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Kenya Thwarts Militant Attack Near Garissa


The Kenyan government says its forces repelled Islamic militants who attacked a village in northeastern Kenya, in the same area where militants seized control of a college and killed nearly 150 people last month.

The interior ministry said Friday that militants attacked Yumbis village in Garissa county late Thursday, but were thwarted by security forces after a gun battle. No casualties were reported.

Residents told a VOA reporter who visited the scene that no gun battle took place in the village. They say about 20 militants entered the village Thursday evening and left several hours later before Kenyan security forces arrived.

One resident, who asked not to be named, said the militants gathered the villagers and preached to them about Islam.

"They said, 'we are looking for non-believers.' They said, 'we need people to join us,' but we told them we can’t do that. They said 'people who can't join us, may Allah guide them.' Then they said [they would] pray for us. There were about 20 gunmen; we could not recognize anyone because they hid their faces."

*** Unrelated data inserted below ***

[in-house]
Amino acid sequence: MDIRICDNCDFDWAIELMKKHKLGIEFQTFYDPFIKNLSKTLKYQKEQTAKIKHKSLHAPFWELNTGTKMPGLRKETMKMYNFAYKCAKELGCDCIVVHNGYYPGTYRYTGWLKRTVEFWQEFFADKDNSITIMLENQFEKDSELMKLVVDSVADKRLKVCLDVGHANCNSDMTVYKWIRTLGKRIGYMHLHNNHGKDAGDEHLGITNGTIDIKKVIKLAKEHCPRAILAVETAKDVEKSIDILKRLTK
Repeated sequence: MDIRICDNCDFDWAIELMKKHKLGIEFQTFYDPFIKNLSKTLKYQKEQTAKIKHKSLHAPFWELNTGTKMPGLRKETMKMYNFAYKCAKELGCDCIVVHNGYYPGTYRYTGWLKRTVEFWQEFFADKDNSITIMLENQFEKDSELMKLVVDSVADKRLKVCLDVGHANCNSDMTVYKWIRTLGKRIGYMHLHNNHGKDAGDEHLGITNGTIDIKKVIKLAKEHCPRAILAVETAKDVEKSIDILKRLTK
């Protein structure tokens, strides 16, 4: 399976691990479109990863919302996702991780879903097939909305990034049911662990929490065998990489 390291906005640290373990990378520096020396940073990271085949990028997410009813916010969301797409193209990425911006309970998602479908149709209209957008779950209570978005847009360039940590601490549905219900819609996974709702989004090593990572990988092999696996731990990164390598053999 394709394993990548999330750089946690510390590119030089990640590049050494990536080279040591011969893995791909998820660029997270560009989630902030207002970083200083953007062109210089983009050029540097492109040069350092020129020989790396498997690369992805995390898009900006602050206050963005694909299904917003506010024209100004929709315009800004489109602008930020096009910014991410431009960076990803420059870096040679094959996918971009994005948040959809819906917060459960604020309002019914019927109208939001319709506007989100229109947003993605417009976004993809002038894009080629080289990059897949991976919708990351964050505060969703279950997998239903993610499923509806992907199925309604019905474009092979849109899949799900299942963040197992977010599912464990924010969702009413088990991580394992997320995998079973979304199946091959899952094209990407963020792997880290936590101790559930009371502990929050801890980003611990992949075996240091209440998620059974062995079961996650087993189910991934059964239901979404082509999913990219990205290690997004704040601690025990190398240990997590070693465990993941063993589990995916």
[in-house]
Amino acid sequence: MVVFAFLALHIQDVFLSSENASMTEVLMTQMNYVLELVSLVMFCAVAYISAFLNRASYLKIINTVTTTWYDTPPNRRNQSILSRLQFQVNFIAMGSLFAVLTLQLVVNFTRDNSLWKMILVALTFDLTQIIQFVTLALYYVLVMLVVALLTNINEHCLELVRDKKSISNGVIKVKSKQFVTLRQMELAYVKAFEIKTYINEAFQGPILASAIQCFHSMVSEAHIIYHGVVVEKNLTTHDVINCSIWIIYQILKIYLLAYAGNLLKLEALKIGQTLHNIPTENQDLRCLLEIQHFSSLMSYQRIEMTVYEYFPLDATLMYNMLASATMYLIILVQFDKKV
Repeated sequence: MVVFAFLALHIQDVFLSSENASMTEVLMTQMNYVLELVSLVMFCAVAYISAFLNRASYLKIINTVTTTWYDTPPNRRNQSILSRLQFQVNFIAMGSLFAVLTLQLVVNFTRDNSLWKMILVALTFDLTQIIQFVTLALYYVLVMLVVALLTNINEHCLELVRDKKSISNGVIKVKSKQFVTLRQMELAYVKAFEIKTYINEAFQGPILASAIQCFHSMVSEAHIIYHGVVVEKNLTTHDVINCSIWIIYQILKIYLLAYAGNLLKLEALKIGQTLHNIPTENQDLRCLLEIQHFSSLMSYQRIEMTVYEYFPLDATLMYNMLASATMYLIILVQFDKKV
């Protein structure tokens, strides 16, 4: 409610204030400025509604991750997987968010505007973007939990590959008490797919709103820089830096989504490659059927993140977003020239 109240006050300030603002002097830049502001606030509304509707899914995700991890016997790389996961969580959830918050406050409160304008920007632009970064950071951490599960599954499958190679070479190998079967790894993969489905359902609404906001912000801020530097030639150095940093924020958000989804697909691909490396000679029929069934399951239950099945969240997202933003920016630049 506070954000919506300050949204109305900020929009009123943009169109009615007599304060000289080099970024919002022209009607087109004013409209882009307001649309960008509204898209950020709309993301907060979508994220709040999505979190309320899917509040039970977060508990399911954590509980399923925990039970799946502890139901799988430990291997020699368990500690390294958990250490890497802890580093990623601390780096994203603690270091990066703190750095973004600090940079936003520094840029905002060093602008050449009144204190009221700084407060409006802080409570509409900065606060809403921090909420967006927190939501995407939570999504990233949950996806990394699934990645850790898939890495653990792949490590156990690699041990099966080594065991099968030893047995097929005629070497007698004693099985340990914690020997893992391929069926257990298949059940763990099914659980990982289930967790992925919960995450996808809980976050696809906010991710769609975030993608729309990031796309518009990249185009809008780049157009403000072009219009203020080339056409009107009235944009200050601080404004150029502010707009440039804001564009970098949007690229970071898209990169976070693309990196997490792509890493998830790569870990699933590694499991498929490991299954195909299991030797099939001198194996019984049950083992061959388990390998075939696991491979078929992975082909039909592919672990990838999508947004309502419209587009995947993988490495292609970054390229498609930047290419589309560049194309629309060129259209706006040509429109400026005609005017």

Militants infilitrate

Kenyan media reports say the militants had been in the area for five days.
Witnesses and residents say that after the gun battle, some of the assailants were still in the area and could be planning more attacks.

Njoka said Kenyan forces are positioned to protect the population.

"We have forces on the ground; we don’t have specific details where they are right now," Njoka said, adding that after security forces moved in, the militants blended into the population.

"They know the area," he noted, "and some may try to hide in the community."

The attack comes just two days after al-Shabab fighters stormed a mosque in a nearby village, giving sermons and reading the names of those working with the government in various departments including security.

Al-Shabab militants took control of Garissa University College last month in a dawn attack, taking a number of hostages inside university buildings. By the time the siege was over, 148 people were dead, most of them students.

Al-Shabab has vowed to continue such attacks while Kenya has troops stationed in Somalia, supporting the Somali government in its fight against the militants.

Abdulaziz H. Osman contributed to this report.

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